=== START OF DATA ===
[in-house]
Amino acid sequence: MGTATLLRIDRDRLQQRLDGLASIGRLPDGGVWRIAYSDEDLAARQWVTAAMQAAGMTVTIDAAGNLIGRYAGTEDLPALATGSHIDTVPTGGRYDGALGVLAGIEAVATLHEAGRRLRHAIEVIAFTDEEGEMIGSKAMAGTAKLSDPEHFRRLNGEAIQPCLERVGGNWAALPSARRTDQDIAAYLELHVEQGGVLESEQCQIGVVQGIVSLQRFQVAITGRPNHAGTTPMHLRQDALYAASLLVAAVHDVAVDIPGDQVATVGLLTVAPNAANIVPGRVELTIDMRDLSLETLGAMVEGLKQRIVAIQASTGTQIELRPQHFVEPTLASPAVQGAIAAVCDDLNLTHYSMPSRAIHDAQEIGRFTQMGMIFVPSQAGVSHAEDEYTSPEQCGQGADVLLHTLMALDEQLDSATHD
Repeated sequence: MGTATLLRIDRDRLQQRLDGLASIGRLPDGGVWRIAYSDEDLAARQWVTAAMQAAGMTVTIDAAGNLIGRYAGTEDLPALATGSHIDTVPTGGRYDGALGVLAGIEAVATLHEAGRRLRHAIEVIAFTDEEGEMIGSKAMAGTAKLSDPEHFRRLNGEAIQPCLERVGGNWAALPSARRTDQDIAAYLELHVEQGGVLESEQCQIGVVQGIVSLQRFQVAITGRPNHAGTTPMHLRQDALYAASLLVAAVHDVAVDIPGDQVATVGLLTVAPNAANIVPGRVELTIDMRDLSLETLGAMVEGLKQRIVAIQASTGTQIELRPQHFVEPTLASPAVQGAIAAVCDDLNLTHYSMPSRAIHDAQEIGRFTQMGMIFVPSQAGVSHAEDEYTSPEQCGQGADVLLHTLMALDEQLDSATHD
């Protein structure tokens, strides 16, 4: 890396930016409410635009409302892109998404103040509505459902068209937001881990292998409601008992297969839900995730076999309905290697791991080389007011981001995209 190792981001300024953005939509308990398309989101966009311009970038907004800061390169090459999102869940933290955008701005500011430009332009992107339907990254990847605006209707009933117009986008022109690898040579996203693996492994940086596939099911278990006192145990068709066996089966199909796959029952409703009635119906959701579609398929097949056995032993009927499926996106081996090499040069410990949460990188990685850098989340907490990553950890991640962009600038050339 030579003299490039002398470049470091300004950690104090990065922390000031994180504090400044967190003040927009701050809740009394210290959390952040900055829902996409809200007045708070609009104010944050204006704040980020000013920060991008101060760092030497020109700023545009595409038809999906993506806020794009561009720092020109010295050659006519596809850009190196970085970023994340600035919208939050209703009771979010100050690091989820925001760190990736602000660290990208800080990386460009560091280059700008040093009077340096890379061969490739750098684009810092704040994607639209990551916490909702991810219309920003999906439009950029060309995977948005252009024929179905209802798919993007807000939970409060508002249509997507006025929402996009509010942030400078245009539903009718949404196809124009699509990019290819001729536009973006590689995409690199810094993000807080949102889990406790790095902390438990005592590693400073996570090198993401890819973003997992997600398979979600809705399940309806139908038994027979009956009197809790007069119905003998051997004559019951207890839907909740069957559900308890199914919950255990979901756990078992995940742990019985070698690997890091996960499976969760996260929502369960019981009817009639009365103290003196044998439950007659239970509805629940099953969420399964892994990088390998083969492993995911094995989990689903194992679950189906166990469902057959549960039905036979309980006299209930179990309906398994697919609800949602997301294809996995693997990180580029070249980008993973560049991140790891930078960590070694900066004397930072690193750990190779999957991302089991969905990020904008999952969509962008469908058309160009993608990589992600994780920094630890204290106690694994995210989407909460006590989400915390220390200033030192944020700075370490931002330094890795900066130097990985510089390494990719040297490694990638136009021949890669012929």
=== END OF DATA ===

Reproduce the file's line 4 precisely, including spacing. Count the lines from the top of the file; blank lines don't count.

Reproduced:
């Protein structure tokens, strides 16, 4: 890396930016409410635009409302892109998404103040509505459902068209937001881990292998409601008992297969839900995730076999309905290697791991080389007011981001995209 190792981001300024953005939509308990398309989101966009311009970038907004800061390169090459999102869940933290955008701005500011430009332009992107339907990254990847605006209707009933117009986008022109690898040579996203693996492994940086596939099911278990006192145990068709066996089966199909796959029952409703009635119906959701579609398929097949056995032993009927499926996106081996090499040069410990949460990188990685850098989340907490990553950890991640962009600038050339 030579003299490039002398470049470091300004950690104090990065922390000031994180504090400044967190003040927009701050809740009394210290959390952040900055829902996409809200007045708070609009104010944050204006704040980020000013920060991008101060760092030497020109700023545009595409038809999906993506806020794009561009720092020109010295050659006519596809850009190196970085970023994340600035919208939050209703009771979010100050690091989820925001760190990736602000660290990208800080990386460009560091280059700008040093009077340096890379061969490739750098684009810092704040994607639209990551916490909702991810219309920003999906439009950029060309995977948005252009024929179905209802798919993007807000939970409060508002249509997507006025929402996009509010942030400078245009539903009718949404196809124009699509990019290819001729536009973006590689995409690199810094993000807080949102889990406790790095902390438990005592590693400073996570090198993401890819973003997992997600398979979600809705399940309806139908038994027979009956009197809790007069119905003998051997004559019951207890839907909740069957559900308890199914919950255990979901756990078992995940742990019985070698690997890091996960499976969760996260929502369960019981009817009639009365103290003196044998439950007659239970509805629940099953969420399964892994990088390998083969492993995911094995989990689903194992679950189906166990469902057959549960039905036979309980006299209930179990309906398994697919609800949602997301294809996995693997990180580029070249980008993973560049991140790891930078960590070694900066004397930072690193750990190779999957991302089991969905990020904008999952969509962008469908058309160009993608990589992600994780920094630890204290106690694994995210989407909460006590989400915390220390200033030192944020700075370490931002330094890795900066130097990985510089390494990719040297490694990638136009021949890669012929």